Download FIGURE LEGNEDS FIGURE 24.1 A dorsal root ganglion cell is a

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FIGURE 24.1 A dorsal root ganglion cell is a pseudo-unipolar neuron with an axon that divides at a
T-junction into a peripheral branch and a central branch. At the tip of the peripheral branch are
receptor proteins that, through opening of cation channels, produce a depolarization called a generator
potential. With sufficient depolarization, voltage-gated Na+ channels open to initiate action potentials.
These action potentials are conducted down the axon and into the central branch that innervates
second-order neurons in the spinal cord or in the medulla.
FIGURE24.2 A somatosensory ganglion (center) is populated by a broad range of neurons that differ
in size, gene expression and receptive field properties. Mechanoreceptors (in blue) differ in how they
respond to a sustained stimulus. Rapidly adapting (RA) afferents of the glaborous skin and D-hair
receptors or hair follicle receptors generate short bursts of action potentials at stimulus onset and
offset. Slowly adapting (SA) afferents respond to a sustained indentation of skin with a prolonged
series of action potentials. Nociceptors (in red) also vary in size and conduction velocity of their
axons (Aδ vs. C) and in their response to noxious mechanical stimulation, such as a hard pinch. Some
receptors respond specifically to this stimulus (AM nociceptors and C-mechanonociceptors) whereas
others respond to a broad range of noxious stimuli (C-mechanoheat nociceptors). From Lewin and
Moshourab (2004).
FIGURE 24.3 Peripheral receptors of the hairless (glaborous) skin are present in dermis, epidermis
and subcutaneous tissue. Superficial receptors at the dermis-epidermis border include the free nerve
endings of nociceptors and thermo-receptors, the rapidly adapting afferents associated with Meissner’s
corpuscle and the type I slowly adapting afferents that end as Merkel’s disks. Deep receptors include a
rapidly adapting receptor enclosed by a Pacinian corpuscle and a type II slowly adapting afferent in
some species. Those SAII afferents are associated with Ruffini corpuscles in domestic cats but appear
to have some other arrangement in most of the human hand. SAII afferents are missing from the skin
of macaques and mice. From Johnson (2002).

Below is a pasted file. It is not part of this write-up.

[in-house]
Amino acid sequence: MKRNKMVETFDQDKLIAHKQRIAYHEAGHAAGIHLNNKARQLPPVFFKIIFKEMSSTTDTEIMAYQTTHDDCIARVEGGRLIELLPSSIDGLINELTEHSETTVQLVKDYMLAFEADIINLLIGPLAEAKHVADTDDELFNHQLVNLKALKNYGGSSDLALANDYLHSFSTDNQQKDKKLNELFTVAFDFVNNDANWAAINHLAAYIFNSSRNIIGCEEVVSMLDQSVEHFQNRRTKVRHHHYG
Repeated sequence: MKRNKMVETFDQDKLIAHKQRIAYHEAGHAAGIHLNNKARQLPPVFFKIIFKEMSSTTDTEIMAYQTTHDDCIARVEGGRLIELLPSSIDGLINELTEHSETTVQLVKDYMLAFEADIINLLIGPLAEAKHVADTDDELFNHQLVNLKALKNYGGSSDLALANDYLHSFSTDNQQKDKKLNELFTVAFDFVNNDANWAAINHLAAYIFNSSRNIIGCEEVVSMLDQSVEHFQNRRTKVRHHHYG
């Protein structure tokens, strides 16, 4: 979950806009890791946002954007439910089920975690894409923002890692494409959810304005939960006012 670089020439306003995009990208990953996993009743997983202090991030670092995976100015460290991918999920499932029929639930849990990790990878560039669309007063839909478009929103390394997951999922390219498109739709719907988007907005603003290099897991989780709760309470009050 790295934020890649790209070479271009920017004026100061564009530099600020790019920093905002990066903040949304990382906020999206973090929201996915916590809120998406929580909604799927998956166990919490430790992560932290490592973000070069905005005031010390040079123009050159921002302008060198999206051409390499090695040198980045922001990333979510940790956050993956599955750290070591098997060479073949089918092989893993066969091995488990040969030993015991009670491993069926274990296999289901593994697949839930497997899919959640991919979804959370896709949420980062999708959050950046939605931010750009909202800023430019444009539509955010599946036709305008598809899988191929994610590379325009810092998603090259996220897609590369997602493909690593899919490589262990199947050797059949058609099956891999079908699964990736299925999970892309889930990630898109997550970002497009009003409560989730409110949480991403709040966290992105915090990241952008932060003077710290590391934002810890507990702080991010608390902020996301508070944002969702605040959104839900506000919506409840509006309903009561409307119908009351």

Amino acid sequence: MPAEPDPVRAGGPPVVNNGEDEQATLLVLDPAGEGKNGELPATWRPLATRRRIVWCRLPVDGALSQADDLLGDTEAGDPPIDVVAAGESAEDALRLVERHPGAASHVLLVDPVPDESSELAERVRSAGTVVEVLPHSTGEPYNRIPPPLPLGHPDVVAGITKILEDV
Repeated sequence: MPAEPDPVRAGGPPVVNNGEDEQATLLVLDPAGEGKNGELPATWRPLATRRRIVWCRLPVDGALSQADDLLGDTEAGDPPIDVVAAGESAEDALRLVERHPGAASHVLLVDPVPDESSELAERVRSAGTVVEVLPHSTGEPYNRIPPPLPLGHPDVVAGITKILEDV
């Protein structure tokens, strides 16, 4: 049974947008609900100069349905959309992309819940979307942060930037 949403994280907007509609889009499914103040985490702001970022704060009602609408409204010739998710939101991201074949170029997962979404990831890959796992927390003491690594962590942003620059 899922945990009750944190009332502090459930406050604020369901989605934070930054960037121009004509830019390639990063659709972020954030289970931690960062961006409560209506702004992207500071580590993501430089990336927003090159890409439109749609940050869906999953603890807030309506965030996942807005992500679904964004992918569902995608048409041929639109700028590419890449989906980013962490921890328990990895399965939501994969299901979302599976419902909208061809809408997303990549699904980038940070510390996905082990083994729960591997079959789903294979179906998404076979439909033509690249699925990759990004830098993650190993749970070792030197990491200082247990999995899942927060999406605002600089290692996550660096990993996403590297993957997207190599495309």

FIGURE 24.4 Responses of peripheral axons to a Braille pattern of dots scanned over the surface of a
human fingertip at a rate of 60mm/s with 200-μm shifts in position after each pass. Dots represent
individual action potentials. Only the response of the SAI afferents (Merkel disk receptors) follows
the Braille pattern faithfully, whereas RA afferents and Pacinians (PC) produce a response that
distorts the input. SAIIs display little response to this stimulus. Adapted from Phillips et al. (1990).
FIGURE 24.5 Proprioceptive afferents. (A) Golgi tendon organs and afferent termination along
collagen fibers of the tendon capsule. These afferents respond when the entire capsule is stretched,
usually by overvigorous contraction of the muscle. (B) Muscle spindle afferents (Ia and II) terminate
on the noncontractile portions of intrafusal muscle fibers. They are arranged in parallel with working
muscle fibers and respond to stretch of the entire muscle. Specialized motoneurons (γ) provide the
motor innervation of the intrafusal muscle fibers and control the overall sensitivity of the muscle
FIGURE 24.6 The two classes of nociceptors that conduct action potentials in the C and Ad ranges
are peripheral components for two types of pain. First pain carried by Ad axons reaches consciousness
rapidly and is discriminative. Both the location and the subjective intensity of the stimulus can be
judged with relatively good precision in first pain. Second pain, in contrast, is much slower and is
agonizing pain, with greatly reduced discriminative value.
FIGURE 24.7 The receptor protein, TRPV1, provides a nociceptor with the ability to respond to
many noxious stimuli. In addition to heat, TRPV1 is directly gated by a reduction in pH (afferent of
H+) produced in response to tissue swelling. Either or both opens a nonspecific cation channel that,
through an influx of Na+, depolarizes the nociceptor axon. Circulating agents that signal the presence
of tissue damage (ATP and bradykinin) bind to a G-protein coupled receptor (GPCR). Through a